The BBC and Sky News reported last week that a Dutch “positivity trainer” launched a legal battle to lower his age a couple decades to boost his dating and job prospects.
Emile Ratelband, 69, wants to legally change his birth year from 1949 to 1969, comparing his desires to identifying as being transgender.
“We live in a time when you can change your name and change your gender,” said Ratelband. “Why can’t I decide my own age?”
He explained that it is hard to buy a home or car at his age, and that he will have an easier time gaining employment at the age of 49 than at 69. He also said he was having a problem meeting women on the dating app Tinder, and he chalked it up to his age.
“When I’m on Tinder and it says I’m 69, I don’t get an answer,” explained Ratelband. “When I’m 49, with the face I have, I will be in a luxurious position.”
Well, you have to admire his confidence, if nothing else. I’m 49 — the age that Ratelband is aiming for — and the only things my face attracts are wrinkles and random middle fingers from readers. Maybe my problem’s not the fact that my face is 49, as opposed to...
But I digress.
Ratelband has been making headlines across Europe, and recently found himself on “Good Morning Britain,” alongside hosts Piers Morgan and Susanna Reid. During that appearance, he referred to himself as “age-fluid” and, to me, the best part of his appearance was the flood of Twitter comments that poured into the show’s feed, via ladbible.com.
“It’s wrong it’s deceit,” Tweeted one viewer. “I’m 49 and I wouldn’t look at him if I was single, no matter what he calls himself he looks in his 60s, if I had looked at him thinking he was my age and then found out he was 69 I would be furious!”
Sorry. I need a second to decompress. Reading Tweets sometimes hurts my brain. Alright, let’s try another.
“My 10 year old wants to identify as a 22 year old,” wrote another Twitter commenter. “Should I take him for a pint?”
As I said, Ratelband has been making headlines across Europe because of his intentions, and it’s easy to guess that this was his inspiration all along. He was a long-time media personality and a “motivational guru,” according to BBC, and he converted to Buddhism earlier this year, while also performing as a trainer in neurolinguistic programming. He voiced the character Vladamir Trunkov in the Dutch-language adaptation of the Pixar film “Cars 2.”
Ratelband, who has also described himself as a “young god,” told Del Telegraaf, “You can change your name. You can change your gender. Why not your age? Nowhere are you so discriminated as with your age.”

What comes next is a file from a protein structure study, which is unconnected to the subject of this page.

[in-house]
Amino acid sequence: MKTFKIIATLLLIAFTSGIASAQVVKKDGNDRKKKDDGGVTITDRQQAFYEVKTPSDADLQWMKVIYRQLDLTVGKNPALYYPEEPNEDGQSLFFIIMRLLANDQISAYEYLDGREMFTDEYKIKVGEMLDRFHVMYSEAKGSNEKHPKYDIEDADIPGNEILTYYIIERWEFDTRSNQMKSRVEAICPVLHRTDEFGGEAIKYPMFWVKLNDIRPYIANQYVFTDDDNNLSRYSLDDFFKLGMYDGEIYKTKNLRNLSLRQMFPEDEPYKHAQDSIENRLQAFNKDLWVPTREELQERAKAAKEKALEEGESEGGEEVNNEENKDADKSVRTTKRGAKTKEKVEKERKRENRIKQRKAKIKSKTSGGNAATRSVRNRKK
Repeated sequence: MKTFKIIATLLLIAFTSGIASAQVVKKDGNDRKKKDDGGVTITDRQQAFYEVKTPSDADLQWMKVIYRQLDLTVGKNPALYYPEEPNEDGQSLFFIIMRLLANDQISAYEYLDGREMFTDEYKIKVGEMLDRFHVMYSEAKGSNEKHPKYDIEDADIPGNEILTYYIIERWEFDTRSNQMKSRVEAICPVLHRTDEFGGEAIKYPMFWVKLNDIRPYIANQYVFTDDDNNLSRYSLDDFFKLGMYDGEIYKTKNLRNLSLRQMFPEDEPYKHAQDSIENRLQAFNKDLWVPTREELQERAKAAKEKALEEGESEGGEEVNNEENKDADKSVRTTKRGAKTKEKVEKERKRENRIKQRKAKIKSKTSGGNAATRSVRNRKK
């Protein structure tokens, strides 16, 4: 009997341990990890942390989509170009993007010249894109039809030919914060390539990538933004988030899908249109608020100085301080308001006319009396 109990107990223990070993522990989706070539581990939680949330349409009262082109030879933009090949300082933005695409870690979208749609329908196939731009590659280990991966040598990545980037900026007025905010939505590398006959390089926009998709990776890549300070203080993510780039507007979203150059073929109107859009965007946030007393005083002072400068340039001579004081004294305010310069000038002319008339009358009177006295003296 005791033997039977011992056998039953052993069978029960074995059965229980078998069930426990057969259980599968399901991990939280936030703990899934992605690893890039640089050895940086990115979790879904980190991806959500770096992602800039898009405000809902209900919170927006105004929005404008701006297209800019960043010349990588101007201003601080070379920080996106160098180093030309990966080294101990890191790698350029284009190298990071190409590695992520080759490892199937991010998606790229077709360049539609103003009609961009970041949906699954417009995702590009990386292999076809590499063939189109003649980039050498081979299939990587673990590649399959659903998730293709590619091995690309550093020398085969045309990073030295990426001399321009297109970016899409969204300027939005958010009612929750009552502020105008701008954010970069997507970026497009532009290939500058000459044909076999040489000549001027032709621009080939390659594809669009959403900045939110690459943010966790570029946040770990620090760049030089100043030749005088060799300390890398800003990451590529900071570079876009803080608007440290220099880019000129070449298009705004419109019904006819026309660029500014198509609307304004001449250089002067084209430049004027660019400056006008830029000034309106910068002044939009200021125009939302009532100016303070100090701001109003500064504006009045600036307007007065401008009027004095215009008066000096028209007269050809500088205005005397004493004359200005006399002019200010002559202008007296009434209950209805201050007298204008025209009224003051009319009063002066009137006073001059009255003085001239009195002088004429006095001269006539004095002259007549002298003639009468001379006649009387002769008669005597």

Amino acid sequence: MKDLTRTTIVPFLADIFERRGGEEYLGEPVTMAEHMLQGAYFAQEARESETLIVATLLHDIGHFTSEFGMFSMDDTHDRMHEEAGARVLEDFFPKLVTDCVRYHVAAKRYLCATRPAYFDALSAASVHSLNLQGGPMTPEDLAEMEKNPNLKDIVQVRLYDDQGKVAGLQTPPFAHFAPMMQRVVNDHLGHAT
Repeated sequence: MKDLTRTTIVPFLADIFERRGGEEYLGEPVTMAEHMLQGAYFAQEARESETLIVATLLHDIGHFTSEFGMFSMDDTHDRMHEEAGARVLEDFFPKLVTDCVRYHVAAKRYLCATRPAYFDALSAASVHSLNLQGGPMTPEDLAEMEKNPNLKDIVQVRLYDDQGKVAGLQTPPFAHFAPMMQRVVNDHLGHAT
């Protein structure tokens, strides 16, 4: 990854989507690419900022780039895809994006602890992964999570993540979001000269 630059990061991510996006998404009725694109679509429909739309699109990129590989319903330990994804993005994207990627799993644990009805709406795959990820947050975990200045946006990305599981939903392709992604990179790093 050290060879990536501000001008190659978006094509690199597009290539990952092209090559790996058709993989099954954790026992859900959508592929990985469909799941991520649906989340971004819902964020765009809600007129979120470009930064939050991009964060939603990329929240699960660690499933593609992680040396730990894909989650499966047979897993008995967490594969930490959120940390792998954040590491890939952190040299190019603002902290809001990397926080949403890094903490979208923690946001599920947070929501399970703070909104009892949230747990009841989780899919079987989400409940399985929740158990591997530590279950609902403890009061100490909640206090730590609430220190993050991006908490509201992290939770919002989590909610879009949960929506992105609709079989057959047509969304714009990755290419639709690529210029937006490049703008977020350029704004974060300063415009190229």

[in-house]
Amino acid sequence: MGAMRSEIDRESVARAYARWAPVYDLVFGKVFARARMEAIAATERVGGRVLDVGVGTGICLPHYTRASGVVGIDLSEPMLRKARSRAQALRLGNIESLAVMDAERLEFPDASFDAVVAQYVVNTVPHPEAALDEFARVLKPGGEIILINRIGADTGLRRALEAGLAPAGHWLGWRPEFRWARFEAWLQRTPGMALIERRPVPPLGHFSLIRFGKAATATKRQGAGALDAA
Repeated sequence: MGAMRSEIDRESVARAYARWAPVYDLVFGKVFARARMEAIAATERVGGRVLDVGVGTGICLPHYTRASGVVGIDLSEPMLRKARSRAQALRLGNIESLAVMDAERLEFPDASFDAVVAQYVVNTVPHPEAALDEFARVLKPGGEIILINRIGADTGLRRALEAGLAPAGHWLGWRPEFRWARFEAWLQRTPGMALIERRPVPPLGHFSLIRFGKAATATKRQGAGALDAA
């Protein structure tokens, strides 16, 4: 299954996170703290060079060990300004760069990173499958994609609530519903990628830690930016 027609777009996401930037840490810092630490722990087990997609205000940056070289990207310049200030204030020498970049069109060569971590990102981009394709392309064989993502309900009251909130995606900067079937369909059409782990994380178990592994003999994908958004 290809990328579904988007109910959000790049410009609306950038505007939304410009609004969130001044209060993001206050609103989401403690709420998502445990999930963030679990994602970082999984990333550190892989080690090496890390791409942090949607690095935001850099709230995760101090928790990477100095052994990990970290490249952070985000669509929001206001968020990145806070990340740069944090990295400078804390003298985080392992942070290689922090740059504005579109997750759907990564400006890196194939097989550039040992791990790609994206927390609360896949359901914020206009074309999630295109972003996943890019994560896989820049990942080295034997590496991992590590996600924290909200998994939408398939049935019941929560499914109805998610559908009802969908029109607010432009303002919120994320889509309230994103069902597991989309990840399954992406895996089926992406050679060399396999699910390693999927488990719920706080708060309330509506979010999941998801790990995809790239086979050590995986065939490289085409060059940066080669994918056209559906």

Now, let’s put aside his claims about how “changing his age” would help him in the dating world, since that’s more than a little ridiculous, and bordering on creepy. It’s bad enough to lie that a 69-year-old man is 49 on a dating app. I mean, what if a 40-year-old man got his age changed so he could legally sleep with teenagers? Or maybe a 30-year-old would legally age him- or herself to collect Social Security benefits and Medicare? It’s absurd, and I’m guessing Ratelband is cashing in on the absurdity of his effort to either make a point about the identifcation of transgender people or to keep his name in the news.
He is right about age discrimination, in many ways. I’m not about to catapault it past race, gender, ethnicity or religious discrimination, but it is a very real thing. And it happens on both ends of the spectrum.
Older people are consistently thrown into the metaphorical trash heap, with younger people assuming they are past their prime, or physically or mentally unable to perform certain tasks anymore. There was once a time when we honored our elders as people who have troves of experience and knowledge, whereas we now tend to discard them in an effort to replace them with someone younger, better, faster, cheaper.
And, on the other side, young people are often ignored by their chronological superiors, or dismissed as “Millenials” who eat Tide pods, bury their faces in their phones all day and don’t have any real understanding of how the world works.
Both takes are lazy, and insulting.
Martin Luther King Jr. once spoke of judging people “by the content of their character.” While he was speaking of race in that instance, it can also be used in many other capacities, such as age.
We don’t, and shouldn’t, live in a time when we can change our age. But we can respect it without much effort.